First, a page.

In Response to “On Guns and Liberty”

Last January, Max Willner-Giwerc, a student whom I feel lucky to count as a friend, published “On Guns and Liberty.” 

Willner-Giwerc’s broad argument against legal firearm ownership was well-founded, well-reasoned, and cited reputable sources. He argues that guns create a public sense of fear and deny victims of gun violence the freedom to live, while neglecting to deter government tyranny in a statistically significant manner. Unfortunately, Willner-Giwerc was also unintentionally playing political Don Quixote, tilting at straw windmills which promptly gave ground. 

A straw man was smuggled in at the beginning of the piece:

Opponents of gun control claim that guns are necessary [emphasis added] for preventing a tyrannical government from encroaching on our freedom as Americans.”

This representation is simply false because most gun advocates—myself included—don’t believe that gun ownership is a necessary condition to prevent tyranny. His cited source offers no obvious justification for this claim.

To disprove gun ownership as a necessary condition for liberty, one would simply have to find a single free nation with low gun ownership. It’s an impressively low bar. Japan, for example, is a relatively free state with incredibly low gun ownership. Clearly, it’s ridiculous to imagine that tyrants are deterred only through gun ownership; apparently the metal tools will disperse potential tyrants like snails repelled by copper. 

In reality, many who oppose gun control believe that gun ownership is one of many deterrents that work in tandem against tyranny. The oft-touted phrase “the Second (Amendment) protects the First (Amendment)” isn’t just rhetoric—it’s a statement derived from genuine belief. Free speech, gun rights, protection against searches—our rights work not separately, but united. And despite what popular rhetoric might say, our rights work effectively to guarantee long-lasting freedom from tyrannical government. Despite our present challenges, we are the longest-lasting constitutional democracy in the world.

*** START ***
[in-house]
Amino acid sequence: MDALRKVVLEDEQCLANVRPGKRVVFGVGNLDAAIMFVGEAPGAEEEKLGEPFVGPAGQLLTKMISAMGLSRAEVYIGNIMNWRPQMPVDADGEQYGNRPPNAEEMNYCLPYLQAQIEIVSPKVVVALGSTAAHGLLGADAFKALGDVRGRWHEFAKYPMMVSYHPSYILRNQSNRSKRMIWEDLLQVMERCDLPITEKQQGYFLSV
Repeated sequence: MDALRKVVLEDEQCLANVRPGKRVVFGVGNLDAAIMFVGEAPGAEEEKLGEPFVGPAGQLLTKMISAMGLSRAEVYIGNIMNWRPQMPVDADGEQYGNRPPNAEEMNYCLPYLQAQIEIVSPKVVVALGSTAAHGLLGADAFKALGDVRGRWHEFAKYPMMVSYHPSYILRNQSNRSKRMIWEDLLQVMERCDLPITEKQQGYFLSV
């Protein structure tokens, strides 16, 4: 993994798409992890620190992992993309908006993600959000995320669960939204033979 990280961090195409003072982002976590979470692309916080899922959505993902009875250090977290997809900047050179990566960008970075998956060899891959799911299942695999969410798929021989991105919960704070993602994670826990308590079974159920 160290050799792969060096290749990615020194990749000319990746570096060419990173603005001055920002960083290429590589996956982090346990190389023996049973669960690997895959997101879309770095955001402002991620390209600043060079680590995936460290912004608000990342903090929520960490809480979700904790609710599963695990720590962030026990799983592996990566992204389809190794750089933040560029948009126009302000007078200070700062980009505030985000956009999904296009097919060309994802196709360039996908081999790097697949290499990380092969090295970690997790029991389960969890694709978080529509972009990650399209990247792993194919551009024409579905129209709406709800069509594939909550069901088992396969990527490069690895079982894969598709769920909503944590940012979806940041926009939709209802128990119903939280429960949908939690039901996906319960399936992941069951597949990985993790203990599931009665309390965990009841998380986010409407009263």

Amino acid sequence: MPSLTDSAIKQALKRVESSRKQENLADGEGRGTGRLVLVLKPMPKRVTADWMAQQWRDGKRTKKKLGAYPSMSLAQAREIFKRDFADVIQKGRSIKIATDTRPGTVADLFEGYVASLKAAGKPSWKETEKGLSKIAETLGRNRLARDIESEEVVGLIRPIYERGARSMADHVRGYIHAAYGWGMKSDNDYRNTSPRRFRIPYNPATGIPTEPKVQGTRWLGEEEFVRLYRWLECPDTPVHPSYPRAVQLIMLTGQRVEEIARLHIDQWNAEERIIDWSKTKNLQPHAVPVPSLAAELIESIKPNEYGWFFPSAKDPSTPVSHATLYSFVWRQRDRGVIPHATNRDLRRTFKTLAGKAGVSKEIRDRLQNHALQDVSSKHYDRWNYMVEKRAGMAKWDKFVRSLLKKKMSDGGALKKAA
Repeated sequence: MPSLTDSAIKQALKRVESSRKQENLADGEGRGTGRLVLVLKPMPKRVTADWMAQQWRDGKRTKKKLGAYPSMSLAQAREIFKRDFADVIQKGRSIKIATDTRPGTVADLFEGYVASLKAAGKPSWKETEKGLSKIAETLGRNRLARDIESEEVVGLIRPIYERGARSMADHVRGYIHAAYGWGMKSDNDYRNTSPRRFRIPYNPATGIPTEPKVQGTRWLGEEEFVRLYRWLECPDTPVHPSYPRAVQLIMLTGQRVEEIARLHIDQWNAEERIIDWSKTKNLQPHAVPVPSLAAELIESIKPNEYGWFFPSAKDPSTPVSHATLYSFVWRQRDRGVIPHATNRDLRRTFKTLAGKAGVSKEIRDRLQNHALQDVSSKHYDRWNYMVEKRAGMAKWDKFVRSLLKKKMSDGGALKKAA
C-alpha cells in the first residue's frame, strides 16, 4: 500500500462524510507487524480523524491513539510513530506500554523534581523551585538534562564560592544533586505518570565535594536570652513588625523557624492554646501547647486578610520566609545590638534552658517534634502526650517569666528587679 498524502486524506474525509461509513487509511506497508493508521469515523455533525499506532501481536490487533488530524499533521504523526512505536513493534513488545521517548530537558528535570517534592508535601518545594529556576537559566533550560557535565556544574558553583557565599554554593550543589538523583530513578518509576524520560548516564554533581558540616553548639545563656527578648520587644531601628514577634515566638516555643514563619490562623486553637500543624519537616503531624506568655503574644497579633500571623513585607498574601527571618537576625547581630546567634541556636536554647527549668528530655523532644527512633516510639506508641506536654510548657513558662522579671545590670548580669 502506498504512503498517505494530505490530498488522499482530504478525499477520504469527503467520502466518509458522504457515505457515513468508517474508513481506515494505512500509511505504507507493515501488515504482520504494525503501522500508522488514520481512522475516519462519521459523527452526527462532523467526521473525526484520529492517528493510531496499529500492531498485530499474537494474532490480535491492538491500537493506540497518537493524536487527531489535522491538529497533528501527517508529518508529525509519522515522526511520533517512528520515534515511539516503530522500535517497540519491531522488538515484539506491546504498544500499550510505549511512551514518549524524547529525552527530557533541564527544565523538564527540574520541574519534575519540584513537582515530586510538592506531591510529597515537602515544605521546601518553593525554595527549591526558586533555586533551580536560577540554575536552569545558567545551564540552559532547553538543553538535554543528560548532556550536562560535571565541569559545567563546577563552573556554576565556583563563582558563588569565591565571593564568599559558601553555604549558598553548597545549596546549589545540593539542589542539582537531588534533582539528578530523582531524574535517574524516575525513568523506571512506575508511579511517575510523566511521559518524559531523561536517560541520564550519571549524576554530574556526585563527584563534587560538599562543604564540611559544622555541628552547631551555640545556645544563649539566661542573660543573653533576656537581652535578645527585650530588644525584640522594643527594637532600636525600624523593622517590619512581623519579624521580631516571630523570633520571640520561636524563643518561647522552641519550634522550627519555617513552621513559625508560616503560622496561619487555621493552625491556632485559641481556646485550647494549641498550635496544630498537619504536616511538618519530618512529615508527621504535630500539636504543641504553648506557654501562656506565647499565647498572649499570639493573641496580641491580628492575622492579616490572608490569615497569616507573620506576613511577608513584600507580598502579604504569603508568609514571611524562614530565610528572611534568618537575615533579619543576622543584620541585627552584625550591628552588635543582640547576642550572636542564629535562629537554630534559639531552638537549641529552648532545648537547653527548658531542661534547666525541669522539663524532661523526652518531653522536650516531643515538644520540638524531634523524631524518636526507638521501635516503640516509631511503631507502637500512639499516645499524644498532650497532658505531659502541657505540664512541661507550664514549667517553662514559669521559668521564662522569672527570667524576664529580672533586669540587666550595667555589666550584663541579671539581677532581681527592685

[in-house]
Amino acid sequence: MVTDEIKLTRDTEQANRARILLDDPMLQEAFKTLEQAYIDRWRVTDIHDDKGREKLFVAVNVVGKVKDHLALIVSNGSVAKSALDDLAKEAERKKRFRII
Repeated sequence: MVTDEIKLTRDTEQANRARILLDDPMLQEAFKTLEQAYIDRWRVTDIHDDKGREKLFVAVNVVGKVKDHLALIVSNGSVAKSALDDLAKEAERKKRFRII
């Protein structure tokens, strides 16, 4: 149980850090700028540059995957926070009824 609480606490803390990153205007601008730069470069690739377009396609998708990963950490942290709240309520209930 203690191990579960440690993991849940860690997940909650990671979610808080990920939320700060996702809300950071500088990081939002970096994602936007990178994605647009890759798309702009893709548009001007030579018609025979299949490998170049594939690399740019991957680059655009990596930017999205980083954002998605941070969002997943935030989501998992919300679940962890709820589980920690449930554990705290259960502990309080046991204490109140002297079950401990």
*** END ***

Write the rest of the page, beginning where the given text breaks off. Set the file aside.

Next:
The unique context of the American political system is why the Atlantic article, which shows only a small (but positive) correlation between a nation’s freedom and gun ownership, doesn’t surprise me; the Second Amendment, much like the First, is an almost uniquely American institution. 

I find it fascinating that Willner-Giwerc would cite an article that clearly disproves his own case. If liberty is uncorrelated with gun ownership, then it follows that gun ownership doesn’t harm liberty. Willner-Giwerc’s assertion that “firearms are antithetical to freedom,” would require a negative correlation between gun ownership and freedom. Maybe he thinks the American experience with guns is simply different than that of other nations. I share that sentiment. But if the global and American firearm experiences are fundamentally different, why cite the study at all?

I again agree with Willner-Giwerc when he argues that nonviolent revolutions are more effective at overthrowing tyrannical governments. But the Second Amendment exists so that if nonviolence fails, the tree of liberty can be watered once again with the blood of tyrants. In the American Revolution, our peaceful olive branch was rejected by the despotic British. For a more modern example, look no further than Hong Kong. There, democratic institutions, like fair and open elections, are slowly being strangled by the Chinese government, and massive protests have been largely ineffectual. Beijing has long realized that strong nations have no pressing obligation to respect the will of a disarmed people. The Second Amendment, in the worst scenario, exists to enable violent revolution.